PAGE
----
In a resolution to the legislature, the board cited the success of Sitka’s Fish to Schools program as justification for extending a similar statewide program beyond one year. Nutritional Alaskan Food for Schools (NAFS) was introduced by Rep. Bill Stoltze (R-Anchorage) in 2012, and piloted last year. This year the governor has included funding of $3 million dollars for the program — but only for one year. All schools in Alaska will receive funding from the program, based on student population. The Sitka School District and state-run Mount Edgecumbe High School received $39,000 from the program last year, which mostly went for seafood purchases (Mount Edgecumbe did buy some potatoes from Gustavus, and Pacific High School bought some vegetables from St. Peter’s Fellowship Farm).

In late January, Tracy Gagnon, who coordinates the Fish to Schools program for the Sitka Conservation Society, submitted the following letter to the editor to the Daily Sitka Sentinel outlining the reasons to support the program.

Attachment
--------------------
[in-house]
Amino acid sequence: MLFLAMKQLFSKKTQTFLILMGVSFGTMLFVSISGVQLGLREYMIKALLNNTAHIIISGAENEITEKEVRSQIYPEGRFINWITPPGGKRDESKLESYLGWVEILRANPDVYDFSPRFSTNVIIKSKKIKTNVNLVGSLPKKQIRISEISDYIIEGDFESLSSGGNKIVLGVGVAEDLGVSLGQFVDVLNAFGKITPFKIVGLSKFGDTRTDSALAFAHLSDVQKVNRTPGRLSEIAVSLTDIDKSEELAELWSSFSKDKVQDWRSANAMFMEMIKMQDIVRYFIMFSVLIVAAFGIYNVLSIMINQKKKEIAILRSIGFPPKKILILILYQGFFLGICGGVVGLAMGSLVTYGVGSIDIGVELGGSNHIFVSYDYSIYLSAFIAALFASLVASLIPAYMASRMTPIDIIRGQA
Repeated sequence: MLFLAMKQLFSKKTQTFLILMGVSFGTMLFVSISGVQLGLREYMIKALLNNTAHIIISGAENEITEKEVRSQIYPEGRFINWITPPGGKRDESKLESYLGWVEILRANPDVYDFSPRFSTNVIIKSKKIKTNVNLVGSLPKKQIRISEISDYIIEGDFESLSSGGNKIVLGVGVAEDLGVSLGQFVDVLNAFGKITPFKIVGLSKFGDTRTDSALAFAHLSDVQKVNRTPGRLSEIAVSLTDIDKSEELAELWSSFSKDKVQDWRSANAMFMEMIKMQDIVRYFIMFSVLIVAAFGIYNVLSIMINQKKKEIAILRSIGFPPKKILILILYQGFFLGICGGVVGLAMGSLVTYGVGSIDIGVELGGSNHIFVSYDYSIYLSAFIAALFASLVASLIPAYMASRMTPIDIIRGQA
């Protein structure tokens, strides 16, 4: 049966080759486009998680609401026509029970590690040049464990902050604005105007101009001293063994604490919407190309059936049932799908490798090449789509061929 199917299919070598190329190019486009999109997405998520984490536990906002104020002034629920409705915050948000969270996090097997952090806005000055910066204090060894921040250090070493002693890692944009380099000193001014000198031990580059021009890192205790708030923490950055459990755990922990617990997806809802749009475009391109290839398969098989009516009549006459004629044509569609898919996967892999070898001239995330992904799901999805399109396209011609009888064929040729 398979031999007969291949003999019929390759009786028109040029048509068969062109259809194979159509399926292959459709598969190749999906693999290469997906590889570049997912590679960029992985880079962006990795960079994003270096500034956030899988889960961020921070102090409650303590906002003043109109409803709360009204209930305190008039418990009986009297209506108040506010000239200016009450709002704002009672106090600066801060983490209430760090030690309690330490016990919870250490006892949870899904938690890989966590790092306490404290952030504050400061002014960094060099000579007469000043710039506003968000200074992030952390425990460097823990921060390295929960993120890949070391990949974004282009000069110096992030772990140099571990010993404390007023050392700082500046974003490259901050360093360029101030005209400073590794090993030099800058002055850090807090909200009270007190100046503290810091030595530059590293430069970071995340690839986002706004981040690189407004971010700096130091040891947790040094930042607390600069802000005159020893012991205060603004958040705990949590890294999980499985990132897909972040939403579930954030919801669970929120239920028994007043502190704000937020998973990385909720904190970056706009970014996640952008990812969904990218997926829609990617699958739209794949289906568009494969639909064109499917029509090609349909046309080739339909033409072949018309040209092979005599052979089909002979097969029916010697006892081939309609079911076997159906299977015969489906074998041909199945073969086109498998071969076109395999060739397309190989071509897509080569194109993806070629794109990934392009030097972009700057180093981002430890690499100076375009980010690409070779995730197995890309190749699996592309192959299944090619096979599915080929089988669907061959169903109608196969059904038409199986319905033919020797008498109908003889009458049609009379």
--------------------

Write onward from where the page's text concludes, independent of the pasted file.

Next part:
Nutritional Alaskan Foods for Schools

Dear Editor,

Sitka is one of the first communities in Alaska to push for local foods in schools through the Fish to Schools program; now it’s time to go state-wide. The Governor has included in his FY15 budget state funding to reimburse school districts for their purchases of Alaskan grown or caught foods through the Nutritional Alaskan Foods for Schools program (NAFS). This makes it possible for schools to serve local, nutritious foods to their students, sourcing from farmers, fishermen, and processors in or around their communities. NAFS improves Alaska’s food security and helps us create a more sustainable local food system.

Representative Stoltze proposed NAFS in 2011, and more than 100 vendors and 48 school districts benefited from this legislation in the 2012-2013 school year. Nearly 90 percent of those 48 school districts purchased local seafood.

Every year food producers and school food service providers wait anxiously every spring for NAFS to pass. And usually it’s too late for farmers to meet the extra demand because they’ve already planted their crops and food service has already purchased other foods. Making this funding permanent would provide both food service and food producers the consistency necessary for advanced planning and coordination of harvest to ensure supply meets demand.